Book Review: Deschooling Society

Dear Reader,

In my recent post on deschooling, I mentioned “Deschooling Society” by Ivan Illich (read it online as a pdf here). I’m not sure if this article from the 1970s coined the term “deschooling” but it certainly seems to be the one to have popularized it. Because Illich is discussing society more than the individual, I didn’t delve too deeply into it in my earlier post. I did, however, read it and though I don’t agree entirely with Illich, he does have  a lot of interesting and thought-provoking things to say.

Illich’s basic thesis is that institutions are bad. They create poverty, not just in monetary terms but various kinds of poverty. They breed dependence and thus perpetuate themselves. He focuses on institutionalized education (i.e.the schools) as his prime example but it is by no means his sole target. Another example would be institutionalized medicine. As we have come to have licensed doctors and hospitals, we have come to think that we need them for every small illness. We no longer trust anyone else to treat us. Illich chooses to focus his attack on the schools because they are a relatively recent innovation and because the teachers themselves are dissatisfied. Both of these make it more likely that we would be able to do away with the schools. Though he speaks of “deschooling society” and though the changes he looks for are ultimately societal, Illich does acknowledge that they must come about one individual at a time.

“Deschooling Society” is full of wonderful quotes like “For most men the right to learn is curtailed by the obligation to attend school” (p. 2) and “School is an institution built on the axiom that learning is the result of teaching” (p. 22). I heartily agree with the sentiment and I can see Illich’s point that one the biggest things schooling has taught us is that we need trained teachers. How many homeschooling parents have been asked if they have a teaching degree? The common assumption is that one cannot teach without proper training. This is rubbish. Schools have taught us, more than anything else, that we need schools. Even when they fail, Illich says, we just throw more money at them and conclude that education must be very difficult indeed and that more specialists are necessary (p. 8).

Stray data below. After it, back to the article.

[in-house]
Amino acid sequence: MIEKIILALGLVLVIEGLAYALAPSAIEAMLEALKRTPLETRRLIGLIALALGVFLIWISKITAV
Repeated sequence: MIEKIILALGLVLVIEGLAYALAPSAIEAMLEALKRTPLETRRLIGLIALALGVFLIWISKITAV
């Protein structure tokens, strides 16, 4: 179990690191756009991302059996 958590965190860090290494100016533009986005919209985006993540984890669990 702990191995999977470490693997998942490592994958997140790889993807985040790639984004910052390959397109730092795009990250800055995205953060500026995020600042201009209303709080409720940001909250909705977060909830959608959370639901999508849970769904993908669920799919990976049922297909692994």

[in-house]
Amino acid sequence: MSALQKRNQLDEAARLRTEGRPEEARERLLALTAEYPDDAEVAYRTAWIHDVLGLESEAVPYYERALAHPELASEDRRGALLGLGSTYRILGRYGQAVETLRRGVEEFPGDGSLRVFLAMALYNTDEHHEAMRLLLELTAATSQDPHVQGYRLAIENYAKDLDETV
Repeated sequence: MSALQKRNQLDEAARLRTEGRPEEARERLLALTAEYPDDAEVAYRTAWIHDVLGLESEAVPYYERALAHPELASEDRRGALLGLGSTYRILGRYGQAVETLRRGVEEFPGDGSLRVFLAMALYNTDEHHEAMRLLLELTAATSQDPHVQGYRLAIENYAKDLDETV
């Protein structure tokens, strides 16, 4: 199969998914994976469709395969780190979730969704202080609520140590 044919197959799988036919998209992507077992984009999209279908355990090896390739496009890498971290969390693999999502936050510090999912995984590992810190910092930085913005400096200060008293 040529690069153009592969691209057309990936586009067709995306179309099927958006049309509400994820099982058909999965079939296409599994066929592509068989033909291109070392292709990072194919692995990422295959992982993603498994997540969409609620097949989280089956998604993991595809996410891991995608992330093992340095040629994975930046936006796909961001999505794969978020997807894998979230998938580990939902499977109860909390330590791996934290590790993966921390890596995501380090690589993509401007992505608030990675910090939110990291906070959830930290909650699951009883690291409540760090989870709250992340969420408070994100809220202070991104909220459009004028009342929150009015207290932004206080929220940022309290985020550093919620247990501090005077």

Illich does not just outline a problem, he also presents a view of how education should work.  “Most learning happens casually,” (p. 12) he says. He sees the place for rote learning for what he calls skills but says that most learning results from “unhampered participation in a meaningful setting” (p. 29). He proposes a system in which people have access to the “educational tools” (p. 57) they need — both physical things such as equipment and books and other people, peers to learn with and mentors who can pass on knowledge. He envisions a sort of voucher system which allows people to gain access to what they need and desire.  This is not a system which asks or dictates what should be learned but which allows people to have access and assumes that they will make the most of it.

While there is a lot here I like, there is also a fair amount I disagree with. I think most of Illich’s critiques are on target. I am not so enamored of his proposed solutions. The system he proposes is not a simple one. It would require a fair amount of regulation and legislation in its own right. He admits that there would need to be a small class of educational specialists to operate it. It is basically a governmental solution and I would venture to say is institutional as well, though to a lesser degree as it does not require anyone to participate or dictate how they should participate (Illich actually spends a chapter talking about just such distinctions — the difference between convivial and manipulative institutions as he terms them).